What Randy Bryce Built: An Unlikely Coalition of Supporters Want a Working Man in Paul Ryan's Seat

By Gunn, Erik | The Progressive, October-November 2018 | Go to article overview

What Randy Bryce Built: An Unlikely Coalition of Supporters Want a Working Man in Paul Ryan's Seat


Gunn, Erik, The Progressive


Mike Kluka remembers tagging along with his mother when he was about fourteen years old as she knocked on doors in their hometown of Kenosha, Wisconsin, for Walter Mondale's presidential campaign in 1984.

Kluka's mother and uncle belonged to the United Auto Workers union and worked at Kenosha's American Motors Corporation plant, part of the city's industrial backbone. It was a time when, Kluka says, "you could graduate from high school and walk into a $15-an-hour job."

But when Kluka finished high school in the late 1980s, the auto plant, by then part of Chrysler, was closing, leaving just an engine factory. Kluka became a union carpenter and, in 1995, left to help build casinos in Las Vegas and power plants in California. Despite his mother's example, he says, "in my twenties I really hated everything about the idea of politics," convinced all politicians were self-serving liars.

Time has softened his cynicism, and paying attention has sharpened his sense of urgency. Since returning to Kenosha in 2003, Kluka has watched the industries of his childhood downsize, outsource, or shut down. New employers have taken their place; Kluka helped build Amazon's massive distribution center located miles from downtown Kenosha out on Interstate 94. But the system is broken, he says. Since the election eight years ago of Wisconsin Governor Scott Walker, and even more so since Donald Trump entered the White House, "it feels like there's a wall crashing down on us." To Kluka, the Republican agenda is clearer than ever: "To crush the middle class."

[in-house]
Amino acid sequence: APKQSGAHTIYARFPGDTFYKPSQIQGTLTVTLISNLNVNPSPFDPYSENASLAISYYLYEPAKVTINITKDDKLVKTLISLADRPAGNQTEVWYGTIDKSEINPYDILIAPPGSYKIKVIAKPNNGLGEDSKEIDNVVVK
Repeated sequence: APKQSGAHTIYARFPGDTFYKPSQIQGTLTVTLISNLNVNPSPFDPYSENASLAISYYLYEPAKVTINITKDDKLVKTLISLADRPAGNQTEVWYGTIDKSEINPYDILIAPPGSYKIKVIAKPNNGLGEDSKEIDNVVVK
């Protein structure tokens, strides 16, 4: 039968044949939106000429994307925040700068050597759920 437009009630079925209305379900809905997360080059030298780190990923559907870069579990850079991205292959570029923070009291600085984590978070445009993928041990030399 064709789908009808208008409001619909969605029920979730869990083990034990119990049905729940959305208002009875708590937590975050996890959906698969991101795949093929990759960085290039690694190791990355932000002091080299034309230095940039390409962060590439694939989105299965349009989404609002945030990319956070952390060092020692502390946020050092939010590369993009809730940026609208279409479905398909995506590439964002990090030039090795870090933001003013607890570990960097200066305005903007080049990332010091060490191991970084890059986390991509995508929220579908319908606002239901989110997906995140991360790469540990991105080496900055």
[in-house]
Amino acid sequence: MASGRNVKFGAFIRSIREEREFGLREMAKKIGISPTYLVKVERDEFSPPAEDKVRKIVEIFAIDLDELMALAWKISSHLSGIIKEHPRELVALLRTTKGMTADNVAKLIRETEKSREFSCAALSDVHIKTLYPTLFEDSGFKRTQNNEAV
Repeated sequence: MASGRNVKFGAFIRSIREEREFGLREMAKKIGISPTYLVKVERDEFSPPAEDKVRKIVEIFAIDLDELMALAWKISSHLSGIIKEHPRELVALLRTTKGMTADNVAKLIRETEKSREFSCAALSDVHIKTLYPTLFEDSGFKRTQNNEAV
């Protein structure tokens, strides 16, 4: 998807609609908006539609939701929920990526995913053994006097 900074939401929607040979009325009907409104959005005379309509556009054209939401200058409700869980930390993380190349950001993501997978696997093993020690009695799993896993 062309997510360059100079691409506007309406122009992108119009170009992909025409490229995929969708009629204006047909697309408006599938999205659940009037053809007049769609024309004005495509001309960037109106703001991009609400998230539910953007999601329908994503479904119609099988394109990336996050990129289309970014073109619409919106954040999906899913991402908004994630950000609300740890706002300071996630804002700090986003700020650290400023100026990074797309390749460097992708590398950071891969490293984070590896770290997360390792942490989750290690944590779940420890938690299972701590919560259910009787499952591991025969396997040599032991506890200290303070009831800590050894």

And that's why, on a sunny September morning, Kluka has joined more than two dozen other volunteers to knock on doors in Kenosha, to urge his fellow citizens to vote for ironworker Randy Bryce as Wisconsin's next First District Congressman.

Bryce is also on hand to give a pep talk. "They're scared, you can tell," he tells the volunteers gathered around in the Kenosha Democratic campaign headquarters, referring to a round of attack ads highlighting his old arrest record. "Let em spend all that money. Because I have you."

A few minutes later, Kluka sums up his assessment, before heading out on his canvassing assignments: "This guy is a working union brother--that's important to me. This is a guy that I truly believe understands what it is like to get up and go to work every day''

Countless politicians--even Trump himself--have run for office professing to champion the hopes, dreams, and perspectives of ordinary working people. The 2018 midterm election cycle has given birth to an army of insurgent progressive stars, from New York to Michigan to Idaho, with their own distinctive backgrounds and biographies.

Even in that crowded field, the solidly built, mustachioed construction worker Randy Bryce--popularly known by his Twitter handle, @Iron-Stache--has managed to become one of the most-watched midterm election candidates, running for the Congressional district represented for the last twenty years by Republican Paul Ryan, now Speaker of the House of Representatives.

For as long as Ryan has been a Congressman, Bryce has been an ironworker, building projects ranging from parking garages to some of Milwaukee's most recognizable landmarks. While serving also as political coordinator for his union local, he emerged as an outspoken advocate for labor in his community. When Walker took office as governor in January 2011 and soon after introduced his plan to strip teachers and most other public employees of their union rights, Bryce joined the tens of thousands of public- and private-sector workers who staged massive protests at the capitol building in Madison.

"I just remember his consistent presence at the capitol back in 2011," says JoCasta Zamarripa, a Latina Democratic state representative from Milwaukee who was just starting her first term at the time.

"He's very passionate about labor issues," says Chris Liebenthal, a Milwaukee County social worker, union activist, and blogger who got to know Bryce when both were delegates to the Milwaukee County Labor Council. …

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